Topeka Employers in Kansas will pay $61 million less in taxes next year to finance benefits for unemployed workers, the state Department of Labor said Thursday.
A decrease in jobless claims triggered a Kansas law that automatically adjusts tax rates for employers when the need for revenues lessens, the department said. The average rate will drop to 3.15 percent from 3.48 percent of the first $8,000 of each worker's annual pay.
"Improvements in the Kansas economy will result in a lower tax bill for many Kansas employers in 2006," said Labor Secretary Jim Garner.
The reduction is good news because in recent years businesses have seen health care costs grow more quickly than unemployment costs, said Jim Gregory, a spokesman for the Kansas Chamber of Commerce.
"It's nice to see the momentum shift and go in the other direction," Gregory said. "That will reflect lower costs of doing business in Kansas."
However, Gregory said major tax issues remained for Kansas businesses, which often cite taxes as their biggest concern.
He noted that Gov. Kathleen Sebelius has proposed exempting new industrial and commercial equipment purchases from property taxes, a step toward phasing out such taxes on all equipment. The chamber supports the initiative.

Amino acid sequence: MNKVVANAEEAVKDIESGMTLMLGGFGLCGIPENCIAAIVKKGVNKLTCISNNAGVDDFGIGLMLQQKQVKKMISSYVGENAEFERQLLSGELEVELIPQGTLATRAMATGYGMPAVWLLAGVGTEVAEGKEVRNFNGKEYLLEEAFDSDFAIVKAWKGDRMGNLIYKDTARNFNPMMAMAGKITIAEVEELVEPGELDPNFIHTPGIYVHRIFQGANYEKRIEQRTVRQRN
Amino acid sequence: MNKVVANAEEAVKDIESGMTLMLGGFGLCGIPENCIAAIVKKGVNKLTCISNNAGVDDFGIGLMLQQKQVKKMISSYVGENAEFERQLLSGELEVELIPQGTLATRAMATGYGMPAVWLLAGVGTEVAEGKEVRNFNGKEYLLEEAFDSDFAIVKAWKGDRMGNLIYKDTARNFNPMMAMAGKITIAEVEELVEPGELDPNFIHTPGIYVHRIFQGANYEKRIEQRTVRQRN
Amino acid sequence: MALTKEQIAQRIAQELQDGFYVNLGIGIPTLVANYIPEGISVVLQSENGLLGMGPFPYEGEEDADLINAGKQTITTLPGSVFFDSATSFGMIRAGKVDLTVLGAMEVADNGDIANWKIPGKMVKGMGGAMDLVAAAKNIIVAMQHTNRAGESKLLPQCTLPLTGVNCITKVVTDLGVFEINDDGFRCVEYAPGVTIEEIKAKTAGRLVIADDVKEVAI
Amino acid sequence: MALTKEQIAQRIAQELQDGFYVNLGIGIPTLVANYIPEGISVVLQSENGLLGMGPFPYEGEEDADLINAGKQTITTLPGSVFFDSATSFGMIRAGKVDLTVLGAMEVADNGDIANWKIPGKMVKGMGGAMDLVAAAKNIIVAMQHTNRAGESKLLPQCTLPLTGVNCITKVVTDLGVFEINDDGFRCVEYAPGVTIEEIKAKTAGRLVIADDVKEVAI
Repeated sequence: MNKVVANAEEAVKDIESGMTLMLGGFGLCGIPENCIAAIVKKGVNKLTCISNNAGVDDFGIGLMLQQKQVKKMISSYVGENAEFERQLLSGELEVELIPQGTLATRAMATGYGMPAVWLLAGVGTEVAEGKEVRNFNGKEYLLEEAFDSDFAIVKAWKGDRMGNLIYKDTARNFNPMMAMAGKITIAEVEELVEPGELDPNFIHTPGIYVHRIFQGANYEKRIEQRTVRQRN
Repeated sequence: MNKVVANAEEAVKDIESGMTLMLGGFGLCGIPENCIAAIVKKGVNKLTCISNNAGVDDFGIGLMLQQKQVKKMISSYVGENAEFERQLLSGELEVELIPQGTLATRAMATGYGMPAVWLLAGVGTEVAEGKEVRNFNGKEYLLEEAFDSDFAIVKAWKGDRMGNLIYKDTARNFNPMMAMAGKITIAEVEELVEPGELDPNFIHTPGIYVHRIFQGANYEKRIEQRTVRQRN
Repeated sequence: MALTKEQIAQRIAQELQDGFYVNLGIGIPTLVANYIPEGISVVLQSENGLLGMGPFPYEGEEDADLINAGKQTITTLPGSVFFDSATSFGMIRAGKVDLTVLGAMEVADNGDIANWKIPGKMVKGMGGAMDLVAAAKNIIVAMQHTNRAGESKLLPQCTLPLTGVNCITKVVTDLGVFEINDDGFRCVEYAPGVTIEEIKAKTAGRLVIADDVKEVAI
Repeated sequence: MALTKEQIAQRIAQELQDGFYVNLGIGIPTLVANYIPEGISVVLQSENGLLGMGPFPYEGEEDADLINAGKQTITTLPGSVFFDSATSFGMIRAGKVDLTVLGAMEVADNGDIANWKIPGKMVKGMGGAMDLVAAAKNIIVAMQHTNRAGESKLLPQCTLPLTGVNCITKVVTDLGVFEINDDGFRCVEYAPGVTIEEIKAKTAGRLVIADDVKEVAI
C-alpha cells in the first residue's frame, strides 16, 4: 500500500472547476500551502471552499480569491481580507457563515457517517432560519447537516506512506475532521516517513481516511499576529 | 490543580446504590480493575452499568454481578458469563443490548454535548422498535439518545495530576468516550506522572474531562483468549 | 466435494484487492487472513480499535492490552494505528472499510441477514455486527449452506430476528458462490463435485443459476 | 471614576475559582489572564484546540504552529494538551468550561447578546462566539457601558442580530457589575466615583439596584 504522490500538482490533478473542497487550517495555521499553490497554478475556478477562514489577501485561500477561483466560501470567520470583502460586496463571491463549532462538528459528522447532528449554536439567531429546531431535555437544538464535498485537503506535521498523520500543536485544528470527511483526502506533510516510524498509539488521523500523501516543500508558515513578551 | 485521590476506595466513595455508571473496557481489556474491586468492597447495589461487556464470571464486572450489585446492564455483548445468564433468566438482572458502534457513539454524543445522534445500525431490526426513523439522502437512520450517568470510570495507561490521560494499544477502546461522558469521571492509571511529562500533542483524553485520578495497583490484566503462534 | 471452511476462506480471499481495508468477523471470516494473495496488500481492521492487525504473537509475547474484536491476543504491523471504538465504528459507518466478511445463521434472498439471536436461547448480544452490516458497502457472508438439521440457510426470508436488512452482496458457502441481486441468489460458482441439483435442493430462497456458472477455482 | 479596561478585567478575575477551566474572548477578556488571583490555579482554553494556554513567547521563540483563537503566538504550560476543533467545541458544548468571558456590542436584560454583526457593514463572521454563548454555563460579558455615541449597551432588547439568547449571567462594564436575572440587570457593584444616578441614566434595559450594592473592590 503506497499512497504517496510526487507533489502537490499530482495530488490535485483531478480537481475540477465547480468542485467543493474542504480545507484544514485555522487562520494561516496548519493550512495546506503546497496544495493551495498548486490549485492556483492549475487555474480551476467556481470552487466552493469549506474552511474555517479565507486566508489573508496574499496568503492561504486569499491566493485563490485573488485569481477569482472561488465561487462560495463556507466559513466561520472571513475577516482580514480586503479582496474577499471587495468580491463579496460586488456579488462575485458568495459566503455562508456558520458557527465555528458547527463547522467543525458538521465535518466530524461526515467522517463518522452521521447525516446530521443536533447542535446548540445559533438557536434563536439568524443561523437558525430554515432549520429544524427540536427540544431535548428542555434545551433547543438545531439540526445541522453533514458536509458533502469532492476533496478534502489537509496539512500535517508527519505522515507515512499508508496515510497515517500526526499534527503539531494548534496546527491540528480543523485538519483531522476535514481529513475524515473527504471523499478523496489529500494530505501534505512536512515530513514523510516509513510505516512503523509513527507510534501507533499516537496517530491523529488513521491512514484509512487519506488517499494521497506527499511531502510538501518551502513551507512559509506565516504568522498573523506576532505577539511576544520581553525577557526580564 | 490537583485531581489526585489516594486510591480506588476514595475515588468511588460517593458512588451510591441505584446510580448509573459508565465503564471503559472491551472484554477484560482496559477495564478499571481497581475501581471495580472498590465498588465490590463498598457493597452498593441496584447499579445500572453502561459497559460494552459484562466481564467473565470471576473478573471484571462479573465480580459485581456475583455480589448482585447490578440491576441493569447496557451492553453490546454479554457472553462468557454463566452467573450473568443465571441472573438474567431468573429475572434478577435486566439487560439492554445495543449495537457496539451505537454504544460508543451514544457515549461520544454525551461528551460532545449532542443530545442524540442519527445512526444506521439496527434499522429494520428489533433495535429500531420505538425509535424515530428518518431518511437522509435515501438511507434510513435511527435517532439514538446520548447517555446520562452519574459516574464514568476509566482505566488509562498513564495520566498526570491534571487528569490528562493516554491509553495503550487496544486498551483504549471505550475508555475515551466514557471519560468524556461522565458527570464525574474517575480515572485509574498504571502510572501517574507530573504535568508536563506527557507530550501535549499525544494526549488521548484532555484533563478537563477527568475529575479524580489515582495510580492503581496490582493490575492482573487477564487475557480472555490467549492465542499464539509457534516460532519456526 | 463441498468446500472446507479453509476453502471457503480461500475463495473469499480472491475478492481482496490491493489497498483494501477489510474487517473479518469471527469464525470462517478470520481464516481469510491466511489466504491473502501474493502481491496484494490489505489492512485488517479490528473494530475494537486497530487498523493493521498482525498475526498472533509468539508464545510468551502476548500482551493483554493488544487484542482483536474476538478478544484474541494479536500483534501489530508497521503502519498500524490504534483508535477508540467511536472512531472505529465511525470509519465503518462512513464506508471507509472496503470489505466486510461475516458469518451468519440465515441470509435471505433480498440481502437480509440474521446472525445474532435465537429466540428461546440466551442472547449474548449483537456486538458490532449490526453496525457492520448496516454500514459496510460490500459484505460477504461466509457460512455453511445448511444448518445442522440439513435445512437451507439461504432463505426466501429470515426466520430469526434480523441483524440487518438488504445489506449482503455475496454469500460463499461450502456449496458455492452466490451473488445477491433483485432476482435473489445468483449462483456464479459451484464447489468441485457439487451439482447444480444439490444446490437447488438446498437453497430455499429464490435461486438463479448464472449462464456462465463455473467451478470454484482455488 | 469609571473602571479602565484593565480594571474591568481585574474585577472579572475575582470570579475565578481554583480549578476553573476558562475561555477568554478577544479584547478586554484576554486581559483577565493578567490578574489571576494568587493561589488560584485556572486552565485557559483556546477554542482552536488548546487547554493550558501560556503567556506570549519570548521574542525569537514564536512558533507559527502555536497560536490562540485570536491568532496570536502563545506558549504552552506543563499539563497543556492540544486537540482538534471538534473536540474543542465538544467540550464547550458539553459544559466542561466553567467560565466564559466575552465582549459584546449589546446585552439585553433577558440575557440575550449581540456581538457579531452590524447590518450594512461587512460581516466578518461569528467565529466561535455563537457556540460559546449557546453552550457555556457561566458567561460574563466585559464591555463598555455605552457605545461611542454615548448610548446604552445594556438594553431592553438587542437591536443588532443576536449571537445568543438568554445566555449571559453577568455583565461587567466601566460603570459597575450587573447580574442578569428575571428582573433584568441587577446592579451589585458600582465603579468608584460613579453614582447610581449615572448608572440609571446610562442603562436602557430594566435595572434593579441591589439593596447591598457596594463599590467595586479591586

Sebelius has said the tax break would spur business investment and economic development. But her administration also has said the state's economy already is improving.
Her administration has pointed to job growth as a sign of economic improvement and of the effectiveness of state efforts to stimulate economic development. For 20 consecutive months through November, the number of people holding nonfarm jobs each month has been higher than in the same month the previous year.
Also, the number of initial unemployment claims filed each month and the total number of Kansans receiving jobless benefits has decreased an average of about 15 percent, compared to 2004.
"This is the first time in several years that rates have declined," said Beth Martino, a Department of Labor spokeswoman. "It's definitely good news for Kansas employers. It's also excellent news as far as workers are concerned because it means we have fewer people drawing unemployment benefits."
State law sets a minimum balance for the trust fund that pays unemployment benefits, basing the amount on years with high payouts of jobless benefits. The state currently has $465 million in the trust fund.
The new tax rates will raise $281 million, the department said, compared to the $342 million raised this year.
Employers' tax rates are based on how many of their workers have sought unemployment benefits in the past. Rates range from 0.07 percent to 7.4 percent, the department said.